Researchers from security vendor Positive Technologies have revealed that some new Intel processors contain a debugging interface accessible via USB 3.0 ports, that can be used to obtain full control over a system and perform attacks that are undetectable by current security tools.
An attacker could use the vulnerability to bypass security systems to inject malicious code, and to silently spy on users and capture their data.
Researchers Maxim Goryachy and Mark Emlov said the vulnerability can also be used to make computers inoperable, by rewriting basic input/output operating system (BIOS) firmware that starts up the systems.
The pair presented a paper on the vulnerability at the 33rd Chaos Communication Congress in Hamburg, Germany, having found that the JTAG (Joint Test Action Group) debugging interface is now accessible via USB version 3.0 ports used to connect peripherals to computers.
On older Intel CPUs, accessing JTAG required connecting a special connector to a debugging port on the motherboard (ITP-XDP). This meant JTAG was difficult to access for both troubleshooters and potential attackers.
However, starting with the Skylake processor family in 2015, Intel introduced the Direct Connect Interface (DCI) that provides access to JTAG via USB 3.0 ports.
This makes debugging and system recovery easier than in the past but can potentially enable dangerous and virtually undetectable attacks.
JTAG is a low-level hardware feature that sits below software layer, and is used mainly for for debugging the operating system kernel, hypervisors and device drivers. An attacker accessing a computer over JTAG can bypass operating system security restrictions and gain full control over the system.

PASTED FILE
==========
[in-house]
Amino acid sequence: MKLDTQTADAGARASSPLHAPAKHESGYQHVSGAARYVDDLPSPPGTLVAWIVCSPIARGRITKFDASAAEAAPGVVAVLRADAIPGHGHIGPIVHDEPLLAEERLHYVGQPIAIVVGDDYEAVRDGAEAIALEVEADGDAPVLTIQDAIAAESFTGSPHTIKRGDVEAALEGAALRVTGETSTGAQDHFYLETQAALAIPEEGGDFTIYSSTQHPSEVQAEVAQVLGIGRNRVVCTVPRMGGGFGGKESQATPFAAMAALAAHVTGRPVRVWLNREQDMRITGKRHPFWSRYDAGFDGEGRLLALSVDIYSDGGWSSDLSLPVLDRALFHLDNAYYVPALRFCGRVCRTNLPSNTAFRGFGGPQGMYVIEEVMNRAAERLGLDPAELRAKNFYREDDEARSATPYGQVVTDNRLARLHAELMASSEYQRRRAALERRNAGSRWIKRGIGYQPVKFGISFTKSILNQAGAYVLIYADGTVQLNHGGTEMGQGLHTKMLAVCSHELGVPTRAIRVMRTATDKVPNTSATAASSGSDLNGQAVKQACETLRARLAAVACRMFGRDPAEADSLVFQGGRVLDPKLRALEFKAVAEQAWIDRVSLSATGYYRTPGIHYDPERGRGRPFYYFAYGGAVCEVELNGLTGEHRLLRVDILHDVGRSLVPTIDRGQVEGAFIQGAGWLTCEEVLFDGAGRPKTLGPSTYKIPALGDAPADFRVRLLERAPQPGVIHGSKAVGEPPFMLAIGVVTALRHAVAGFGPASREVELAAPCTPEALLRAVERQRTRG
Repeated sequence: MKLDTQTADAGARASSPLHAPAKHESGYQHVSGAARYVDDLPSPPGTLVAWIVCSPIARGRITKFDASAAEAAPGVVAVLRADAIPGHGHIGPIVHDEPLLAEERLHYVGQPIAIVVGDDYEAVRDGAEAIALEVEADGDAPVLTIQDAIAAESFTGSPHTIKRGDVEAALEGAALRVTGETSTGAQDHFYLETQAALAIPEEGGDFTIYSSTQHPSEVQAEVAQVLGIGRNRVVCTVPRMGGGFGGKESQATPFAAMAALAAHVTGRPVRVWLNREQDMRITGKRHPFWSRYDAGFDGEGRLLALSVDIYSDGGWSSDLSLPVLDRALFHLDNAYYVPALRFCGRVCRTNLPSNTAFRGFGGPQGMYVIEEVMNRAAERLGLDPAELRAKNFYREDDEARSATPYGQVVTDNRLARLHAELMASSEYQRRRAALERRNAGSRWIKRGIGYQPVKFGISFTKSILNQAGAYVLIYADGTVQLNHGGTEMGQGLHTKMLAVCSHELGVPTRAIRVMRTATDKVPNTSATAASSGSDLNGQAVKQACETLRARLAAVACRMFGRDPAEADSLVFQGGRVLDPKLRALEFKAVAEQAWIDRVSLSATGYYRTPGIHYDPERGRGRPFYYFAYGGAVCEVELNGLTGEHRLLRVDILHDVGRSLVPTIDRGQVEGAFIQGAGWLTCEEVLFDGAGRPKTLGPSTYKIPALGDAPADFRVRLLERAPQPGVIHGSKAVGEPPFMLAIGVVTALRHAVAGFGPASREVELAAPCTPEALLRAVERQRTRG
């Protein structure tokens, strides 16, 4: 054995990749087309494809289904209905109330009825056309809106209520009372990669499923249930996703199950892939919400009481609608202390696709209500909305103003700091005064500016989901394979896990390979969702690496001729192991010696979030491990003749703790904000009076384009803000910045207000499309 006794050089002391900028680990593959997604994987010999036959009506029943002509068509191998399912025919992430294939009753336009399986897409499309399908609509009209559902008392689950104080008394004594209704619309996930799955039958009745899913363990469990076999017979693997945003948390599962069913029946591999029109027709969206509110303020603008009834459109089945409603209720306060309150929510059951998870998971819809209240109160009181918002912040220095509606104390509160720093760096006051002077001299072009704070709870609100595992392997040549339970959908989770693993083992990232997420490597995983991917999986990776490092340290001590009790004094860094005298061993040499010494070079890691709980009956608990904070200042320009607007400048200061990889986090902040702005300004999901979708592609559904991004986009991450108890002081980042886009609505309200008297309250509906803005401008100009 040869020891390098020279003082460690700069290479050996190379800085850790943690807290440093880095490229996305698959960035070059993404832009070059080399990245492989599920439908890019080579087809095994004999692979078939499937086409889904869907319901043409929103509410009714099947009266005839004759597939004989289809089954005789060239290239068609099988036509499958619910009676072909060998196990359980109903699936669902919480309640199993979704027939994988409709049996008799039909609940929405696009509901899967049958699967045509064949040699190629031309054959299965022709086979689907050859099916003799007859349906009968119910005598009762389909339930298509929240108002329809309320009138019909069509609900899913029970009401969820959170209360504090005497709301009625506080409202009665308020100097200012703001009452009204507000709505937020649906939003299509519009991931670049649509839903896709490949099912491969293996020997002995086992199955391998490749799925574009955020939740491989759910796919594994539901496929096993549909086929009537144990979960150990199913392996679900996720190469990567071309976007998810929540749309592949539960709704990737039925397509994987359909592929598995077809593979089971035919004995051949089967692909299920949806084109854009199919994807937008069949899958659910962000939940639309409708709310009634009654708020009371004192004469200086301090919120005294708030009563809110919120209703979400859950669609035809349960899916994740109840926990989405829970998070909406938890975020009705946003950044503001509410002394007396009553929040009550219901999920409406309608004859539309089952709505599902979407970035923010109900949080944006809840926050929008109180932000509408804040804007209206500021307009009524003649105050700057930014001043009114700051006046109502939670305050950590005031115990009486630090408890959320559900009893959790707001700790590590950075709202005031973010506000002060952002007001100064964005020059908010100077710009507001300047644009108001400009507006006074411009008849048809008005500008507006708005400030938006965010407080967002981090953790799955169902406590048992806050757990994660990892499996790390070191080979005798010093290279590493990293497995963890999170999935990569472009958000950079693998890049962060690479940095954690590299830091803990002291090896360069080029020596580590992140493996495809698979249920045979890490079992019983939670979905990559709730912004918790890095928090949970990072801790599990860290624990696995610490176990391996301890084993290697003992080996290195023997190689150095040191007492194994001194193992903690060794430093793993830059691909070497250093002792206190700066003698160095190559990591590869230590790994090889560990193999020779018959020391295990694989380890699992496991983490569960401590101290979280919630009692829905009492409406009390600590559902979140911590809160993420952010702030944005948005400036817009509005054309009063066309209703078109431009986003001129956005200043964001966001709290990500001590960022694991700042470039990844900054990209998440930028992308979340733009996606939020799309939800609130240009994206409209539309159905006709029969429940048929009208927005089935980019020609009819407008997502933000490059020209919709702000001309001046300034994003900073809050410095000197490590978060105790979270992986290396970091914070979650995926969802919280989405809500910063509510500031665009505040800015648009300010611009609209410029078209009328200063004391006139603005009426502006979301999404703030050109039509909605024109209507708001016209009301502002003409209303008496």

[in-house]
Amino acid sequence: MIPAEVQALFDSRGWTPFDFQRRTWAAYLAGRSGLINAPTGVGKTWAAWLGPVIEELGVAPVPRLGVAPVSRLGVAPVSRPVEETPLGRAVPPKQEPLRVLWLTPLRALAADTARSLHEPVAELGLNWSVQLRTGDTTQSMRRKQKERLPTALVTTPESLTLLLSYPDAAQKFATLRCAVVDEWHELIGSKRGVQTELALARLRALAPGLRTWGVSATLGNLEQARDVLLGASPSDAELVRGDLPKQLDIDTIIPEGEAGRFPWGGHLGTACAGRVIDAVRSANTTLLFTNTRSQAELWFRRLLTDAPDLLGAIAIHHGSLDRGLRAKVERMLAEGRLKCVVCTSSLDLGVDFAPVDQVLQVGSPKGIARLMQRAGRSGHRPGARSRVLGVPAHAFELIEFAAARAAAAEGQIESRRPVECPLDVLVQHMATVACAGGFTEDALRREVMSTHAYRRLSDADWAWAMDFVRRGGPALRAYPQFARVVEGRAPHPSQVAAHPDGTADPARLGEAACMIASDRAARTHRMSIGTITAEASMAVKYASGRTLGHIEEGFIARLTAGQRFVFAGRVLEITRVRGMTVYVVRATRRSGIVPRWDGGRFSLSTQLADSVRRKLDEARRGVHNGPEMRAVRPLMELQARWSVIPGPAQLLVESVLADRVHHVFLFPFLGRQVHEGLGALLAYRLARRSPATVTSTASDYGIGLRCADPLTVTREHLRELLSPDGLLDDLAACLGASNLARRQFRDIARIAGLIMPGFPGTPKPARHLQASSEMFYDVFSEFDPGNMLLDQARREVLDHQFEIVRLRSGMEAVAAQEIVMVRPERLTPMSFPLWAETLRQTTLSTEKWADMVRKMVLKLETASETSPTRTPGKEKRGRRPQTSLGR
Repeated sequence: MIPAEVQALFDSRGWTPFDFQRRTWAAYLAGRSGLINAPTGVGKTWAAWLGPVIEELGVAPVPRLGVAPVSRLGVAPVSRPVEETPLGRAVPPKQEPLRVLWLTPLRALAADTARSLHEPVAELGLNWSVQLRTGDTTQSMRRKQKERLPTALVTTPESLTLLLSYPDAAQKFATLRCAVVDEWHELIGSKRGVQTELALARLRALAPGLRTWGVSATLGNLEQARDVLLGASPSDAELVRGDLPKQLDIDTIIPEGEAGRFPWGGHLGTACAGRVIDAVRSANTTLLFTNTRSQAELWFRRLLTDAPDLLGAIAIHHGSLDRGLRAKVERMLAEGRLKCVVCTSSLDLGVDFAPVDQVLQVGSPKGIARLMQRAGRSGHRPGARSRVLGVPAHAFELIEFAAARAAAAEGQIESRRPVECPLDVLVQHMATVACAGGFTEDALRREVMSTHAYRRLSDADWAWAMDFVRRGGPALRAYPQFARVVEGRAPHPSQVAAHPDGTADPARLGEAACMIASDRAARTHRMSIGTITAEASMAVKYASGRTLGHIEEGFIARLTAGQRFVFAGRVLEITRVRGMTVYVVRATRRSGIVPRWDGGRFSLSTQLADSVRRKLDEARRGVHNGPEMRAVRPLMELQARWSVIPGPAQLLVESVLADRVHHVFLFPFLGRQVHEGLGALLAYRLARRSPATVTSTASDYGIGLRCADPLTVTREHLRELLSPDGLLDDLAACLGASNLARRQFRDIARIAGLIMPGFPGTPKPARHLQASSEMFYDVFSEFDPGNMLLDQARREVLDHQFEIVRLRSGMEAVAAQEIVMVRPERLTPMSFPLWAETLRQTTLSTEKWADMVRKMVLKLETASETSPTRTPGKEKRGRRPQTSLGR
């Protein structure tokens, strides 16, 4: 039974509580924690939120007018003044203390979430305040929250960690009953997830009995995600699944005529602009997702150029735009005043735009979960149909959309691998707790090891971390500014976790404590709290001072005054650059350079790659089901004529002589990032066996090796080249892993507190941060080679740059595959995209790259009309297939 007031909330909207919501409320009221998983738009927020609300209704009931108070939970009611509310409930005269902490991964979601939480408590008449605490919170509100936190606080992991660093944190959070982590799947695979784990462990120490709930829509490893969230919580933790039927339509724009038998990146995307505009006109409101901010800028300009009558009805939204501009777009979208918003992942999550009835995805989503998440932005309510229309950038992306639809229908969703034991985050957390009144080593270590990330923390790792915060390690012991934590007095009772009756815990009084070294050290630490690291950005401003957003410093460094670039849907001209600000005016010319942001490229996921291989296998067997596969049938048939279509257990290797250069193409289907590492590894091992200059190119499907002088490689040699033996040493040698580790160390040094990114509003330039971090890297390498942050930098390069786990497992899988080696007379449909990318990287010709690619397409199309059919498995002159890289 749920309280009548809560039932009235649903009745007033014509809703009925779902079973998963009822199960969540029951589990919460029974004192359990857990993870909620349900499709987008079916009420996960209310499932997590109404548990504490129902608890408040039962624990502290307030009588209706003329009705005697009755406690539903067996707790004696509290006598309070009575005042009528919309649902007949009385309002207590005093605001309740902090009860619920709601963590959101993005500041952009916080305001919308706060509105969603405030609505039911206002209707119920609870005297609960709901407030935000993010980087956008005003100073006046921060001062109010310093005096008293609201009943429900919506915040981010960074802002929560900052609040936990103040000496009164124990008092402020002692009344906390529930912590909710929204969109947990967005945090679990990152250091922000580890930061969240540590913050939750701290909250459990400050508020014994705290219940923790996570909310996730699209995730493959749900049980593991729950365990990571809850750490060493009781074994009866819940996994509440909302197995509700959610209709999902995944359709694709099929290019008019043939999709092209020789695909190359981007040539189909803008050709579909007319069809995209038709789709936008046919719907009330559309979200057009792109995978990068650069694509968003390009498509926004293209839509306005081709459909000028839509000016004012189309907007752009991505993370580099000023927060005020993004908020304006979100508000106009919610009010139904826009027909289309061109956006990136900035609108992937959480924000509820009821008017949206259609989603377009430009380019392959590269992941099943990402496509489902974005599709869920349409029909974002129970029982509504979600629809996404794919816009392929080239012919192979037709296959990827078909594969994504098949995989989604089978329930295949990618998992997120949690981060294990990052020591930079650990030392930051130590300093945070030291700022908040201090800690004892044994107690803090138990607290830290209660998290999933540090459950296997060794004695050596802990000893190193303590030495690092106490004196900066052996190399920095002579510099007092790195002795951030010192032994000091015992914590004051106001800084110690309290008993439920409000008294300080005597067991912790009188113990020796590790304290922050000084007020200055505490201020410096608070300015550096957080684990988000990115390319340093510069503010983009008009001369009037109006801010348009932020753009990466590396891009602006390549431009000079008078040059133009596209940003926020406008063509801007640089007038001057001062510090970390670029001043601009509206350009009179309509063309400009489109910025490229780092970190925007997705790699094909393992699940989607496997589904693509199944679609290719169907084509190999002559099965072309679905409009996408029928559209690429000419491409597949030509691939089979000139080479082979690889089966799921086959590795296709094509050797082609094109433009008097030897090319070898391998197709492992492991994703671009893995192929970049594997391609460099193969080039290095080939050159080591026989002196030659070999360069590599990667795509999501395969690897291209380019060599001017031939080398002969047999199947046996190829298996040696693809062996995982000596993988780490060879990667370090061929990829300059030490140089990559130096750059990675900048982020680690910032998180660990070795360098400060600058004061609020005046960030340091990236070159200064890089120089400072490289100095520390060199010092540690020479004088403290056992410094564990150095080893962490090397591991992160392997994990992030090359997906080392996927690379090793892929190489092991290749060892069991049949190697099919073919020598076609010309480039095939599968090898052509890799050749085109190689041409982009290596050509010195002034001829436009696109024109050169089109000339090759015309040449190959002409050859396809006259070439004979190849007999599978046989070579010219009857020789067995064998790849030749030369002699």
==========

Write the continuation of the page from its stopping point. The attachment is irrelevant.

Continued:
No special software or hardware tricks are required to exploit target the vulnerability, the researchers said.
Simply having DCI enabled is sufficient. As the researchers found, this can be accomplished in several ways, and on many computers, DCI is enabled out-of-the-box and not blocked by default.
Should DCI not be enabled by default, and blocked, attackers can still gain access to the interface, the researchers said.
“An attacker could change the BIOS configuration (for example, by using a Flash memory programmer) when they have physical access to the equipment during manufacturing, storage or usage. Some BIOSs do not block the DCI configuration which is why there is the possibility of turning on the DCI," Goryachy said.
The duo noted: “These manufacturer-created hardware mechanisms have legitimate purposes, such as special debugging features for hardware configuration and other beneficial uses. But now these mechanisms are available to attackers as well. Performing such attacks does not require nation-state resources or even special equipment.”
Goryachy and Ermolov speculated that the debugging vulnerability in Intel CPUs could lead to a whole new class of BadUSB style attacks, but at a deeper and even more dangerous level than earlier variants.
The researchers proposed a number of mitigation measures incliuding using Intel's BootGuard feature and disallowing activation of the debugging interface.
Goryachy noted that the attack works irrespective of the operating system installed on a computer.
“This mechanism can be used on a hacked system regardless of the OS installed. The DCI can be used on any system with Intel U-series processor," the researcher said.
Skylake U-series processors used on new laptops and Intel's miniature Next Unit of Computing (NUC) are vulnerable, the researchers said.
As of today, no publicly available security tools will detect the above attacks, Goryachy added